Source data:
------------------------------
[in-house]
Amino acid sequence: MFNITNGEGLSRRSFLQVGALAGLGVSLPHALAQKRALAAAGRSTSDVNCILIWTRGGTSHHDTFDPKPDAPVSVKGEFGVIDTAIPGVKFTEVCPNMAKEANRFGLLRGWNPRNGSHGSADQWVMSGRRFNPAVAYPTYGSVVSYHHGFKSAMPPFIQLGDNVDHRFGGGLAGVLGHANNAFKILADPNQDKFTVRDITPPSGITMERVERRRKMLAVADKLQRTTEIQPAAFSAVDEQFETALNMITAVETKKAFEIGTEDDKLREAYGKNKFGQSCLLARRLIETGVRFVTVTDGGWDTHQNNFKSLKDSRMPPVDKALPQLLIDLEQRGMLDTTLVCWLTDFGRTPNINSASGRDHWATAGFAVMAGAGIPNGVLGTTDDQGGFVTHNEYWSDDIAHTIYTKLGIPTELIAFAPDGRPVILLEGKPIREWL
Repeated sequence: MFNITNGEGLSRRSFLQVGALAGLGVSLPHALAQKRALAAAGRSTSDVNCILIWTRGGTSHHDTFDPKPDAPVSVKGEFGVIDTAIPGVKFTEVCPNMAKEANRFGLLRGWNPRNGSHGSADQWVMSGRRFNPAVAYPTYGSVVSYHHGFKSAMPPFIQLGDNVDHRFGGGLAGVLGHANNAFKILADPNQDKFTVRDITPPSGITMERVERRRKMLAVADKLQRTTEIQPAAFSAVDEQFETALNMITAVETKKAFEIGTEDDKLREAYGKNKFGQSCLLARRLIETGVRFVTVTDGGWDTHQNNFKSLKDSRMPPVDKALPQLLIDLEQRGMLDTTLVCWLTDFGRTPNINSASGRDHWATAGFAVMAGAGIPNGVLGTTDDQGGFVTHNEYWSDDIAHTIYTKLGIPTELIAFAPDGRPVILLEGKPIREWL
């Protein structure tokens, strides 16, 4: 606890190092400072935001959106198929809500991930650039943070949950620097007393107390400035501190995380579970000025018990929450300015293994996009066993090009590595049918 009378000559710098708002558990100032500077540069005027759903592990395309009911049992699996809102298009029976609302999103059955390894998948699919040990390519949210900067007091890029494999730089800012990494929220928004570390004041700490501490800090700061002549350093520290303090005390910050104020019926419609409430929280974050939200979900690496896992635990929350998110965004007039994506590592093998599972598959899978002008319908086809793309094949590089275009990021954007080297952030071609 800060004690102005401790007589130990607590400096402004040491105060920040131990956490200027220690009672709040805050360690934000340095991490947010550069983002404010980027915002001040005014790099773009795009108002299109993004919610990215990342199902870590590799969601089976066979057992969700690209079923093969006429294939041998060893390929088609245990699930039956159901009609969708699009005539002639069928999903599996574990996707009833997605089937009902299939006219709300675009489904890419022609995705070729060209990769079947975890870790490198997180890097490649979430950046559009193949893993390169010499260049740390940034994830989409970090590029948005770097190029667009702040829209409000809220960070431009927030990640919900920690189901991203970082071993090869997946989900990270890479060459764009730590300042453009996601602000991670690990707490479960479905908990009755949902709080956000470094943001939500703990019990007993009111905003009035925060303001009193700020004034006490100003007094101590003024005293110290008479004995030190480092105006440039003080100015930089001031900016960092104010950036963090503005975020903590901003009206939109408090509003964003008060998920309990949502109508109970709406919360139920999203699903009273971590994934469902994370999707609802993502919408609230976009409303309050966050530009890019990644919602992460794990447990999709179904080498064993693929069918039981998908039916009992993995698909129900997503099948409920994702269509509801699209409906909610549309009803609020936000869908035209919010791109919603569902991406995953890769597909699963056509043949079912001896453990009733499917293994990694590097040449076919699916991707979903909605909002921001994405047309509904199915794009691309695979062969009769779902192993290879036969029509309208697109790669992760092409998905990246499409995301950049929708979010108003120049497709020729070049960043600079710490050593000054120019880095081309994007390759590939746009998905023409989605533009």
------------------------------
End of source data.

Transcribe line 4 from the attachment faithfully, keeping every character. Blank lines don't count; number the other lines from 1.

């Protein structure tokens, strides 16, 4: 606890190092400072935001959106198929809500991930650039943070949950620097007393107390400035501190995380579970000025018990929450300015293994996009066993090009590595049918 009378000559710098708002558990100032500077540069005027759903592990395309009911049992699996809102298009029976609302999103059955390894998948699919040990390519949210900067007091890029494999730089800012990494929220928004570390004041700490501490800090700061002549350093520290303090005390910050104020019926419609409430929280974050939200979900690496896992635990929350998110965004007039994506590592093998599972598959899978002008319908086809793309094949590089275009990021954007080297952030071609 800060004690102005401790007589130990607590400096402004040491105060920040131990956490200027220690009672709040805050360690934000340095991490947010550069983002404010980027915002001040005014790099773009795009108002299109993004919610990215990342199902870590590799969601089976066979057992969700690209079923093969006429294939041998060893390929088609245990699930039956159901009609969708699009005539002639069928999903599996574990996707009833997605089937009902299939006219709300675009489904890419022609995705070729060209990769079947975890870790490198997180890097490649979430950046559009193949893993390169010499260049740390940034994830989409970090590029948005770097190029667009702040829209409000809220960070431009927030990640919900920690189901991203970082071993090869997946989900990270890479060459764009730590300042453009996601602000991670690990707490479960479905908990009755949902709080956000470094943001939500703990019990007993009111905003009035925060303001009193700020004034006490100003007094101590003024005293110290008479004995030190480092105006440039003080100015930089001031900016960092104010950036963090503005975020903590901003009206939109408090509003964003008060998920309990949502109508109970709406919360139920999203699903009273971590994934469902994370999707609802993502919408609230976009409303309050966050530009890019990644919602992460794990447990999709179904080498064993693929069918039981998908039916009992993995698909129900997503099948409920994702269509509801699209409906909610549309009803609020936000869908035209919010791109919603569902991406995953890769597909699963056509043949079912001896453990009733499917293994990694590097040449076919699916991707979903909605909002921001994405047309509904199915794009691309695979062969009769779902192993290879036969029509309208697109790669992760092409998905990246499409995301950049929708979010108003120049497709020729070049960043600079710490050593000054120019880095081309994007390759590939746009998905023409989605533009």